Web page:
Queer news, art, culture and discussion blog Accidental Bear
recently ran a Q&A with L.A.-based filmmaker David Quantic, who is currently hard at work on his latest project, Bakersfield, Earth
, for which Quantic has set up this Kickstarter page
. Be sure to check it out and donate if you're interested. We hear there are some pretty great rewards for helping out.
Here is part of the Q&A with Quantic. Read the entire interview, and see Quantic's short Showbears
, which was used to promote the Seattle Lesbian & Gay Film Festival, over at Accidental Bear
Accidental Bear: There are a ton of Kickstarters floating around out there. How might your project be of specific interest or speak louder to our readers?
David Quantic: Bakersfield, Earth might look like a silly alien comedy on the surface, but, if you look a little deeper, I think it says a lot about how religious conservatives try to use public institutions like the education system to shove their beliefs down everyone’s throats. I also think it says a lot about celebrating the individual and staying true to yourself instead of doing what everyone expects of you. I can only speak for myself, but, as a gay guy, these kinds of themes resonate with me.
A B: How was Bakersfield, Earth born?
David: A few years ago, the state school board of Kansas (where I’m from) was taken over by religious nut jobs who managed to insert creationism into the state’s public science curriculum. It was a national embarrassment for Kansas but, fortunately for me, it became the inspiration for Bakersfield, Earth.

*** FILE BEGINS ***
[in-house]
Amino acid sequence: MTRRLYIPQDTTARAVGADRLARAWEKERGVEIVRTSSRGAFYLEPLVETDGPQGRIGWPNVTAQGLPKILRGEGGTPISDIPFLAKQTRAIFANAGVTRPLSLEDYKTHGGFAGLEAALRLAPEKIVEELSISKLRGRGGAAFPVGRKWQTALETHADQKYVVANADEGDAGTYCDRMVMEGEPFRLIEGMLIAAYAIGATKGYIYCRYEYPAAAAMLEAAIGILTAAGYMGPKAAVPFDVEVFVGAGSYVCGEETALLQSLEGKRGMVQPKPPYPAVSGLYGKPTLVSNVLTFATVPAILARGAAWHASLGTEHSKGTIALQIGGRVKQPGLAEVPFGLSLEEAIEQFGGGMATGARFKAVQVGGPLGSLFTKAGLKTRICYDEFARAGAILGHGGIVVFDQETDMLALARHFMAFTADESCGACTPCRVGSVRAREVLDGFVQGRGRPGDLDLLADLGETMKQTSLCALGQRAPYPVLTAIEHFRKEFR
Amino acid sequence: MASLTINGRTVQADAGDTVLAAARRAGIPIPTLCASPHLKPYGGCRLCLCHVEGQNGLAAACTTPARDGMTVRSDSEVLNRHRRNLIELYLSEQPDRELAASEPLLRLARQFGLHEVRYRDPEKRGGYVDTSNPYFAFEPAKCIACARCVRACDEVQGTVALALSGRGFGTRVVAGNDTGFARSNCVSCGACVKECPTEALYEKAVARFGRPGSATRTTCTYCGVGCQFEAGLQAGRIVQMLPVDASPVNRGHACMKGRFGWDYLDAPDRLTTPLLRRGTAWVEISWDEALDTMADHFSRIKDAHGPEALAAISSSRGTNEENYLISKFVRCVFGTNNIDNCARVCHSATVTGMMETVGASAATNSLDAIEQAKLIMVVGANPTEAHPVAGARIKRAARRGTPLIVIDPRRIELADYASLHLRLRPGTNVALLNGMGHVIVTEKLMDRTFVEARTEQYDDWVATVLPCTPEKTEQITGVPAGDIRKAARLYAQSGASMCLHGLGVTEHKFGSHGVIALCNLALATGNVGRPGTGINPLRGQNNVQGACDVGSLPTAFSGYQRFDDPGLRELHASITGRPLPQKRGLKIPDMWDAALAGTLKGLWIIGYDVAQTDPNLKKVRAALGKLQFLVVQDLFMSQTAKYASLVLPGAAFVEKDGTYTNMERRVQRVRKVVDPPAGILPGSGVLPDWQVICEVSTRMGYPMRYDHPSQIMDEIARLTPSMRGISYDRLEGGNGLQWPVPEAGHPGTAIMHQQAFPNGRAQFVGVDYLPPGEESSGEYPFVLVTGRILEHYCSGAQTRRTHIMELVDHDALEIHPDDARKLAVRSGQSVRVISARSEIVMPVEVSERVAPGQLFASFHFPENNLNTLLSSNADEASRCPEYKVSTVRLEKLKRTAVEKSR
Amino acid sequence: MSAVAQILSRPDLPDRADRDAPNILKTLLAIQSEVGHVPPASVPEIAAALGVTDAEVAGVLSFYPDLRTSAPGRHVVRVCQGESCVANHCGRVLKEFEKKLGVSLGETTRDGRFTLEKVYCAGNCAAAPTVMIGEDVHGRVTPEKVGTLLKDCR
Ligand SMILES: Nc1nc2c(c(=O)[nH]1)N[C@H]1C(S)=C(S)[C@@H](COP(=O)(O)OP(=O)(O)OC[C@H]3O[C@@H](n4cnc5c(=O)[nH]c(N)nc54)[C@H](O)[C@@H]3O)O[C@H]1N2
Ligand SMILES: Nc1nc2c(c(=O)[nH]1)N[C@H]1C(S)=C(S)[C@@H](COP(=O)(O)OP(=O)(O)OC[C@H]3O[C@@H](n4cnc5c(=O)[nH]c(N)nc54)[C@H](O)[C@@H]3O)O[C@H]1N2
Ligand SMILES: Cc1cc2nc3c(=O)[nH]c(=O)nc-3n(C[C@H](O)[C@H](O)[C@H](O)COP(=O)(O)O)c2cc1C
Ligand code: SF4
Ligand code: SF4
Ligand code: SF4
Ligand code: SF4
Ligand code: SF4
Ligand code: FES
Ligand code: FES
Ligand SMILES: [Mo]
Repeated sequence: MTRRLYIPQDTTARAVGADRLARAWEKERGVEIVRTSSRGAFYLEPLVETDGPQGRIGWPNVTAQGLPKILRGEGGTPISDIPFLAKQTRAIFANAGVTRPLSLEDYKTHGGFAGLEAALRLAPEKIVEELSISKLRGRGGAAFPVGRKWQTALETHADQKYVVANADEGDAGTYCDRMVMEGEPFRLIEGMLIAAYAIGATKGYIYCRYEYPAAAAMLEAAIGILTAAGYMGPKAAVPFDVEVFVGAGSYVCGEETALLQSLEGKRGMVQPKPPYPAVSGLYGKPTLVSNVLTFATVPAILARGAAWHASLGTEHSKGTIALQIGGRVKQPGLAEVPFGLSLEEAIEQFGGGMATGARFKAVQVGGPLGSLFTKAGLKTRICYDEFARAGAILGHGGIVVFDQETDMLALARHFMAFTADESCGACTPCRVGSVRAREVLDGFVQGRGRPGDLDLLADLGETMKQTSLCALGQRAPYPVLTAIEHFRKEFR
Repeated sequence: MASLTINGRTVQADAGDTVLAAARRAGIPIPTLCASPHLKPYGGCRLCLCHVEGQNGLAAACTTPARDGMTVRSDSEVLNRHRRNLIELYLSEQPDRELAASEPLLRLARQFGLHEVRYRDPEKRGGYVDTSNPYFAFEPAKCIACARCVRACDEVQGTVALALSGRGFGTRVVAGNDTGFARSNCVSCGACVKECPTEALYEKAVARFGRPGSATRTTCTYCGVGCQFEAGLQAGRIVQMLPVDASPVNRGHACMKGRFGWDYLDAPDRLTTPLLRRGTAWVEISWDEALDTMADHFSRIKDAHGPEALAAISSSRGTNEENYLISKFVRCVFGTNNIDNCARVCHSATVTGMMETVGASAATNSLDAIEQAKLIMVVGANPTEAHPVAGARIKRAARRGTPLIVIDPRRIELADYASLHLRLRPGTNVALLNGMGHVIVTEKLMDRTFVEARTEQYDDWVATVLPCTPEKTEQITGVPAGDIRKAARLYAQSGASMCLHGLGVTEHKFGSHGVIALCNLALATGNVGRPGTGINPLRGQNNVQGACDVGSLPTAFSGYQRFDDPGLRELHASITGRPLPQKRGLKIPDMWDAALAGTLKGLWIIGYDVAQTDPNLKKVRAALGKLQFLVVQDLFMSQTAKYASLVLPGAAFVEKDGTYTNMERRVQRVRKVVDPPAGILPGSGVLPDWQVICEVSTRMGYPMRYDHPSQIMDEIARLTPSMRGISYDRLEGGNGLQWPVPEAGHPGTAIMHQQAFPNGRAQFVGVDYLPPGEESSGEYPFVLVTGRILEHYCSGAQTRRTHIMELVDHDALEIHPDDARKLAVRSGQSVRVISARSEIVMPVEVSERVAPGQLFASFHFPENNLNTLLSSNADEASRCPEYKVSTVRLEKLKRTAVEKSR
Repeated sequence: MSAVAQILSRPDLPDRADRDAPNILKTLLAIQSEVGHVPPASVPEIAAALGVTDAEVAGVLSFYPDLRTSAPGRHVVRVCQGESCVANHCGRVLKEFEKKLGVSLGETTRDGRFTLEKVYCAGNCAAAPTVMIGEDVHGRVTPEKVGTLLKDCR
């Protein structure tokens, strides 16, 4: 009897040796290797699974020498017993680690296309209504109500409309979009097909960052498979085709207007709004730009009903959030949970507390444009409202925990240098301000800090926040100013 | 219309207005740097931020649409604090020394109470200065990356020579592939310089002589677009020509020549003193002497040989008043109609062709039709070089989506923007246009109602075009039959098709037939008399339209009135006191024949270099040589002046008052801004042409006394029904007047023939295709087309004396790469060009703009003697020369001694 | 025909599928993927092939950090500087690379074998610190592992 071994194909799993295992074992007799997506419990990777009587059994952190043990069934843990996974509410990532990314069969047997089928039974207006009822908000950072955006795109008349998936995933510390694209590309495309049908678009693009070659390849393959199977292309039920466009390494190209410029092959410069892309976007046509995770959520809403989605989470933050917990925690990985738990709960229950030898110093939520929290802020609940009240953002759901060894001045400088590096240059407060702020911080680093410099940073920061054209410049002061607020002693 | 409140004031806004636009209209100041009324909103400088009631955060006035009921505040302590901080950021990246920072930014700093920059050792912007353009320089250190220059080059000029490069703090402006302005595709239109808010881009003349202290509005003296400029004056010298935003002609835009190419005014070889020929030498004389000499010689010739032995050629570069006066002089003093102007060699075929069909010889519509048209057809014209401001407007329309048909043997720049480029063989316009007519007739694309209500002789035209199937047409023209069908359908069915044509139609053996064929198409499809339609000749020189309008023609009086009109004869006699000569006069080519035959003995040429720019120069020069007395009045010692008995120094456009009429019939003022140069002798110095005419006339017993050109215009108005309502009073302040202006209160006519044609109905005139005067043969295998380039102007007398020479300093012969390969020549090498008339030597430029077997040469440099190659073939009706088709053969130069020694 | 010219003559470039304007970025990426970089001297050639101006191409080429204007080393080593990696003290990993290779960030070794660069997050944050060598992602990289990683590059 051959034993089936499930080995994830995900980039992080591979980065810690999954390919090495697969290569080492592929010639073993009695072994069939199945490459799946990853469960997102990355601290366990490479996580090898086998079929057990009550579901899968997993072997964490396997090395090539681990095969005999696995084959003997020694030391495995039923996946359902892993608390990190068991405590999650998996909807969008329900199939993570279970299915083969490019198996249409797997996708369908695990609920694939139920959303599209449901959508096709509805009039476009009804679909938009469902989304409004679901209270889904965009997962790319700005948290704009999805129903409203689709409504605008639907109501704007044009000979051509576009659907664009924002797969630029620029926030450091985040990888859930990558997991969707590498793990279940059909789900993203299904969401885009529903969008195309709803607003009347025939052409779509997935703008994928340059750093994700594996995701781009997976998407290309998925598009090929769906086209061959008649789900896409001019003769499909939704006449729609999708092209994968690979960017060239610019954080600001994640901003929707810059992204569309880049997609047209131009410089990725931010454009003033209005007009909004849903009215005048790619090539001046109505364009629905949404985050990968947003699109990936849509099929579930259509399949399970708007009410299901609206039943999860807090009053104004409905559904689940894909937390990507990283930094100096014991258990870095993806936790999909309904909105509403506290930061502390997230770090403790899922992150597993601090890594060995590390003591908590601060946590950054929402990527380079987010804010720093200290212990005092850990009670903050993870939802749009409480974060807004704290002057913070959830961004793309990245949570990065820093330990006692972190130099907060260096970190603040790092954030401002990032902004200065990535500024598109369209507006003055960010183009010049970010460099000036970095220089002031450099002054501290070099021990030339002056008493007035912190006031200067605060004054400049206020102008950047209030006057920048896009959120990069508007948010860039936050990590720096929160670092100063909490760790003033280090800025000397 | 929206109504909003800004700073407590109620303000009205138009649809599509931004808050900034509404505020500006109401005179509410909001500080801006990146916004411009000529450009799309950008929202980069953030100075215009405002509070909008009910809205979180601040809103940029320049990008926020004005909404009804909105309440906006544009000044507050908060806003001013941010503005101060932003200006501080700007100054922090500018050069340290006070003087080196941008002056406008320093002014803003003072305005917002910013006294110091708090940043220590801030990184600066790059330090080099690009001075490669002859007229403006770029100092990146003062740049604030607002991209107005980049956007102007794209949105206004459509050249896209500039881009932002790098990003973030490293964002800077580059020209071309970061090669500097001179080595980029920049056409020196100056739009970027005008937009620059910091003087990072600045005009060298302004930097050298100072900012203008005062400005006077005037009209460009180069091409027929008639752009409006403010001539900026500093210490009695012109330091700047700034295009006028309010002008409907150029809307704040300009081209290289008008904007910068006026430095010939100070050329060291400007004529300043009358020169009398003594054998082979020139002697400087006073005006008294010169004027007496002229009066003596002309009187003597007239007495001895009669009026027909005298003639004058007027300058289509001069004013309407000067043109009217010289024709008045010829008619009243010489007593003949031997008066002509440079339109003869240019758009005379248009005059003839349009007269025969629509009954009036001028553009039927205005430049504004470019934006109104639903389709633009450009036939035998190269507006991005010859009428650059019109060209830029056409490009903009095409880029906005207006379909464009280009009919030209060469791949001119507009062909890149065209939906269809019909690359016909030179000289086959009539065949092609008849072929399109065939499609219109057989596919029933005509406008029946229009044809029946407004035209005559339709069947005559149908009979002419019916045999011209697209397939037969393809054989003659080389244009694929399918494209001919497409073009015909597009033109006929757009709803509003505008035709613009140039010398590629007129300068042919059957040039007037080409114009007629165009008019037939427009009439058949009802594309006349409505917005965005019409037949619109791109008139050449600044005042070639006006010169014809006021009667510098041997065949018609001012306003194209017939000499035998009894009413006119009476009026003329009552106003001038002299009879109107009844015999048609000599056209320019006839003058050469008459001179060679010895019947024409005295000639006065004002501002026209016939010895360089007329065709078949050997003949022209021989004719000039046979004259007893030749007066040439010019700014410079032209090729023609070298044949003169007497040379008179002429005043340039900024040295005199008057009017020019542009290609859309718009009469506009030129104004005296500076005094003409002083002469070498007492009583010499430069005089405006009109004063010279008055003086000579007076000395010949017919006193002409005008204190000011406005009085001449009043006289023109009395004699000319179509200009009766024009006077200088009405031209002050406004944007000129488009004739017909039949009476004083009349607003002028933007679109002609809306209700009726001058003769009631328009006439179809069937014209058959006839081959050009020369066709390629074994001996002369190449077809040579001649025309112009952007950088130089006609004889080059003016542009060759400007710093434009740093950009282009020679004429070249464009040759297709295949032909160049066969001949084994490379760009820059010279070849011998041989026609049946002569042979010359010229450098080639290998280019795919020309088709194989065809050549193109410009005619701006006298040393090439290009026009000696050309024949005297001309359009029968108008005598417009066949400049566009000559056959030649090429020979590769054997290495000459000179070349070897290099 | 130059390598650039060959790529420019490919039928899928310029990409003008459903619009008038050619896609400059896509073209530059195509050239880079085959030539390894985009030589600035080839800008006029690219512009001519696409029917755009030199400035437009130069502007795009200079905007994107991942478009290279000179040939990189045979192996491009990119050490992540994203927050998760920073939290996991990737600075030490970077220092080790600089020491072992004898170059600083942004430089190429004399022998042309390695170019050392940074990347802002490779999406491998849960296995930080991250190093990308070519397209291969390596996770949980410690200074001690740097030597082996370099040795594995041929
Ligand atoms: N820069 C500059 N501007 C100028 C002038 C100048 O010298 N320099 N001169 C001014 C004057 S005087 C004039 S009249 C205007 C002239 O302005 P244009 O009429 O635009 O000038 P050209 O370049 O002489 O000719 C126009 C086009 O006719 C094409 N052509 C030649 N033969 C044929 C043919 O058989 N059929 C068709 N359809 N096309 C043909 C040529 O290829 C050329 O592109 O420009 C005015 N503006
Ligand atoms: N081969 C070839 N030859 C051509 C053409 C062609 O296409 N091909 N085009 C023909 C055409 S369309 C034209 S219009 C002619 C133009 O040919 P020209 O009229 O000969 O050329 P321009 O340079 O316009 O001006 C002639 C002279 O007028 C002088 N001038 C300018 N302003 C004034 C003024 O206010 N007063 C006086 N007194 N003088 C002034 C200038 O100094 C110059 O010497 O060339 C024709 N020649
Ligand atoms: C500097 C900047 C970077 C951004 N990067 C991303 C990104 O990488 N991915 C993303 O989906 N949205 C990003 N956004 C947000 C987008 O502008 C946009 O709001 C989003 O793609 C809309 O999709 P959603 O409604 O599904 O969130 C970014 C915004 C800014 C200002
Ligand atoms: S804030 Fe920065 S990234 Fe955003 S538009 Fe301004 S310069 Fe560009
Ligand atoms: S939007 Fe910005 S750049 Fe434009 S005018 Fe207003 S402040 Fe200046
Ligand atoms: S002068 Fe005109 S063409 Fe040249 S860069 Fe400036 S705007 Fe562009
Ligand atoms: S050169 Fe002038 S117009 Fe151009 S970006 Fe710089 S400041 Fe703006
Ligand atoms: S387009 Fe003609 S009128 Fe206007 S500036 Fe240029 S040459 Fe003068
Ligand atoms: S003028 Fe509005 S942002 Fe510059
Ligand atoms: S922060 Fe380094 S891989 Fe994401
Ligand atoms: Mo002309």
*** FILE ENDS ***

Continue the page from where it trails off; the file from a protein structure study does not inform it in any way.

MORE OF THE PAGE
A B: Who is Guy Bowman?
David: Guy Bowman, my lead character, is a cross dressing alien who wants to join a local anti-evolution women’s group because he believes his alien race created humans millions of years ago. Needless to say, this doesn’t go over too well in the women’s group.
Guy is my personal spin on my most favorite kind of movie character: the “I don’t give a shit what people think” character. Characters like Auntie Mame, Maude in Harold and Maude, Mrs. Madrigal in Tales of the City and pretty much any lead character in every John Waters movie. These characters are so fun to watch because they’re all about wish fulfillment. We all wish we could be so free.
For instance, Guy insists on wearing a dress because, when he visits Earth, it’s usually in the body of a woman. He could dress the way society wants him too, but he’s more comfortable in a dress. And why shouldn’t men wear dresses? What’s the big deal?
A B: If all goes well when could this realistically be seen?
David: I’ll shoot in late July and edit in August in order to submit a cut to Sundance in September. After that, I’ll start submitting it to festivals everywhere. The goal is to get as many eyes on it as possible. I feel confident about the script and I’m totally psyched about working with all my actors who are a “dream team” of comedy!